Are 'White People Committed to Being Villains'?
As discussed elsewhere, historical relations between Islam and the West have been utterly distorted in order to present the aggressors as victims and the victims as aggressors.
In this article, we look at a similar but even more urgent topic: how history in general has been intentionally distorted in a way that makes segments of the nonwhite population hate, despise, and even want to murder whites.
This is no exaggeration. In a speech late last year, Brittney Cooper, a black associate professor at Rutgers University, spewed so much hate against "white people," to the point of concluding, "We got to take these MFers out!" (Needless to say, she still teaches at Rutgers.)
At one point during her racist rant, Cooper said:
I think white people are committed to being villains, in the aggregate. ... What I think that white people viscerally fear, it's not that white people don't know what they've done — they know. They fear that there is no other way to be human but the way in which they are human. So you know, you talk to white people, and whenever you want to have a reckoning by them they say stuff like, you know, "It's just human nature. If y'all had all of this power y'all would have done the same thing," right?
Right, indeed. Some fifteen years ago, I wrote an article making this same point: if Europeans were abusive to nonwhites, that is not because they were intrinsically bad (a racist point, incidentally), but simply because they were able to. And that's the virtual bottom line of all history: capability.
Europeans did not defeat and uproot American Indians, enslave Africans, and colonize the rest because whites lived according to some unprecedented bellicose creed innate to whites and alien to nonwhites. Quite the contrary: they did so because they — as opposed to natives, blacks, etc. — were able to do so. That is the fundamental difference.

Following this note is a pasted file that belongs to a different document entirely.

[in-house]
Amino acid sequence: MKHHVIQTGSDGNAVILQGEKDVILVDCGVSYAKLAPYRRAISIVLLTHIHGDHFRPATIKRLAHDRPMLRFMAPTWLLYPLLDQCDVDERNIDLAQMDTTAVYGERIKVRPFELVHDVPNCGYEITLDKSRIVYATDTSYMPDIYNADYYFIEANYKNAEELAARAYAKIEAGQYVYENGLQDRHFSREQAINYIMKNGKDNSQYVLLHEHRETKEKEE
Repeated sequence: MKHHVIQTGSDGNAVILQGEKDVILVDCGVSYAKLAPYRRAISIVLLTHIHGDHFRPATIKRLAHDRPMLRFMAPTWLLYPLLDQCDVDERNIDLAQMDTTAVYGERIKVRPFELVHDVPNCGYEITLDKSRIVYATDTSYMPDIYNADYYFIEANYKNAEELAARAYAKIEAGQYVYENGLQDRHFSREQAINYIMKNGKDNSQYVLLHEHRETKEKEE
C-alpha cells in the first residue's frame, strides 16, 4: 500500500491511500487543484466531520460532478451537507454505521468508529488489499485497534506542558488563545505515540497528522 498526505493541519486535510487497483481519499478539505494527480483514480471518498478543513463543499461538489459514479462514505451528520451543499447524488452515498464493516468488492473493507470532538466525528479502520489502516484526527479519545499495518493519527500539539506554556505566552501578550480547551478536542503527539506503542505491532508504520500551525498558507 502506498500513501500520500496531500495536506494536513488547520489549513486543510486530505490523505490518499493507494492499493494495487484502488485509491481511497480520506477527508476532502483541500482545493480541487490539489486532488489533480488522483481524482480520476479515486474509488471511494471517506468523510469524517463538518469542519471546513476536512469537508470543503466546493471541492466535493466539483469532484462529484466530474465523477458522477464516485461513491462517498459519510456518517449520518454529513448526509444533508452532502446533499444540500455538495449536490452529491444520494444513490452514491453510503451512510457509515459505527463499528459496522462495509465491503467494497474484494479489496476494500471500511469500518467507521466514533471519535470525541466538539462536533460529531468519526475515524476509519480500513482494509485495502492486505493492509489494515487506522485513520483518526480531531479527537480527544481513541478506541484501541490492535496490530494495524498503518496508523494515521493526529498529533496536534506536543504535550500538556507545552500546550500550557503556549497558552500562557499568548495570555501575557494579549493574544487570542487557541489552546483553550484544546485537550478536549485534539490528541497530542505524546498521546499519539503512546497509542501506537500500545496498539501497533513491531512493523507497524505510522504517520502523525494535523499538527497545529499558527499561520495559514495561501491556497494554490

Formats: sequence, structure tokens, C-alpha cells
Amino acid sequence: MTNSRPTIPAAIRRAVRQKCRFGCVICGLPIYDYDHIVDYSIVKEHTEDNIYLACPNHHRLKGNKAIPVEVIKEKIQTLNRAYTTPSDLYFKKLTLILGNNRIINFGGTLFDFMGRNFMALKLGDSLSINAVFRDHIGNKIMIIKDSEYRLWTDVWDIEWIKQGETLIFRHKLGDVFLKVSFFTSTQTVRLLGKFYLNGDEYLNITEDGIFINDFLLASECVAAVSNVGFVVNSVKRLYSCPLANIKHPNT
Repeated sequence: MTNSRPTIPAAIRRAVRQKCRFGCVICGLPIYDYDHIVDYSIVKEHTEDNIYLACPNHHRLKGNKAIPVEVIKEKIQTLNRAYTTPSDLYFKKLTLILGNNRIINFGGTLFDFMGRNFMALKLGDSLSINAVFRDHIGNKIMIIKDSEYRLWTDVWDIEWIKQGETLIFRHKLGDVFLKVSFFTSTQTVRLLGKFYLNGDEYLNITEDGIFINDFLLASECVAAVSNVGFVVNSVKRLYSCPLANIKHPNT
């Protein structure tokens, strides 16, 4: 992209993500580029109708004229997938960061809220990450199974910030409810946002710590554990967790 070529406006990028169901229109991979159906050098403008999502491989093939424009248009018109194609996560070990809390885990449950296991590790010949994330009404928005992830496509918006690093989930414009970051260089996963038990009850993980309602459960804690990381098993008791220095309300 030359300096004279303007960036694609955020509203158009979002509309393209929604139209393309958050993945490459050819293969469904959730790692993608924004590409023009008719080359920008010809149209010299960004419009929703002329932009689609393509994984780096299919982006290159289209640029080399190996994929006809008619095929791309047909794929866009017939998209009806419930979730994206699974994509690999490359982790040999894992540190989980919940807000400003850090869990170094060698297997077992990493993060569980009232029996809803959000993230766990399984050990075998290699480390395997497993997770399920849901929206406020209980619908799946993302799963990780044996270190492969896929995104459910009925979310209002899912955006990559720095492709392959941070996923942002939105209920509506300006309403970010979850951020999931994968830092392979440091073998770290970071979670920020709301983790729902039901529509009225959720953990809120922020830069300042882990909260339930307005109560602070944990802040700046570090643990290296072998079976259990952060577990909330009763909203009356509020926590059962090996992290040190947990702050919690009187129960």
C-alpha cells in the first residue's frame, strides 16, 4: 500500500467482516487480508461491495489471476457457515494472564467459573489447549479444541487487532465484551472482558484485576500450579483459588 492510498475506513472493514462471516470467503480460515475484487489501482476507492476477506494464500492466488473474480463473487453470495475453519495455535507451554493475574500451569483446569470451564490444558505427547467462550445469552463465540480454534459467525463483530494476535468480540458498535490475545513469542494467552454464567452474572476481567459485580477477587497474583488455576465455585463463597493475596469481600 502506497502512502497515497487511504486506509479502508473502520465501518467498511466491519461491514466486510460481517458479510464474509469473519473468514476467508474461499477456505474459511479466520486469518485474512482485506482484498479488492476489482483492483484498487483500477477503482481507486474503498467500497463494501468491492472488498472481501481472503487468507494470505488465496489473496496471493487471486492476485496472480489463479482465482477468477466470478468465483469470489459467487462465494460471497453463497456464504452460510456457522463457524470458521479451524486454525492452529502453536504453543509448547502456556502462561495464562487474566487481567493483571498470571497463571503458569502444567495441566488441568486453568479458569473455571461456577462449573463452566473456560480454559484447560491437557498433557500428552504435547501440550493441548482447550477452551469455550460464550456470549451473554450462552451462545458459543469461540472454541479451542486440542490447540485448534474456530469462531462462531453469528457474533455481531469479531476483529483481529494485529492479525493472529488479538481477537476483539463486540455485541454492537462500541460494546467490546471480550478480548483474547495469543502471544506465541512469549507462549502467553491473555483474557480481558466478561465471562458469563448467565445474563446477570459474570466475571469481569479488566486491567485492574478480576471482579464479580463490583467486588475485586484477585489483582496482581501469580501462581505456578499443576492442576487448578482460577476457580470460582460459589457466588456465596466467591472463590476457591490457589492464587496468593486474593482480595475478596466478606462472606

Had pre-Columbian Native Americans developed galleys for transoceanic travel, or advanced firearms, or compasses, or organized military structures and stratagems, and had they arrived on the shores of Europe at its weakest point in history — what would they have done? Would they have pillaged and plundered, conquered and subjugated, or would they have looked at the inferior pale savages and "respected" them in the name of "diversity," leaving them wholly unmolested?
What if sub-Saharan blacks were technologically or militarily more advanced than their northern neighbors in Europe during the premodern era, and therefore could easily have subjugated and enslaved them? Would they have done so, or would they have left them in peace in the name of "multiculturalism"?
In her rant, Cooper acknowledges — but rejects — these rhetorical questions:
[I]t's like, no, that's what white humans did, white human beings thought there's a world here and we [whites] own it. Prior to them, black and brown people have been sailing across oceans, interacting with each other for centuries without total subjugation, domination and colonialism, right?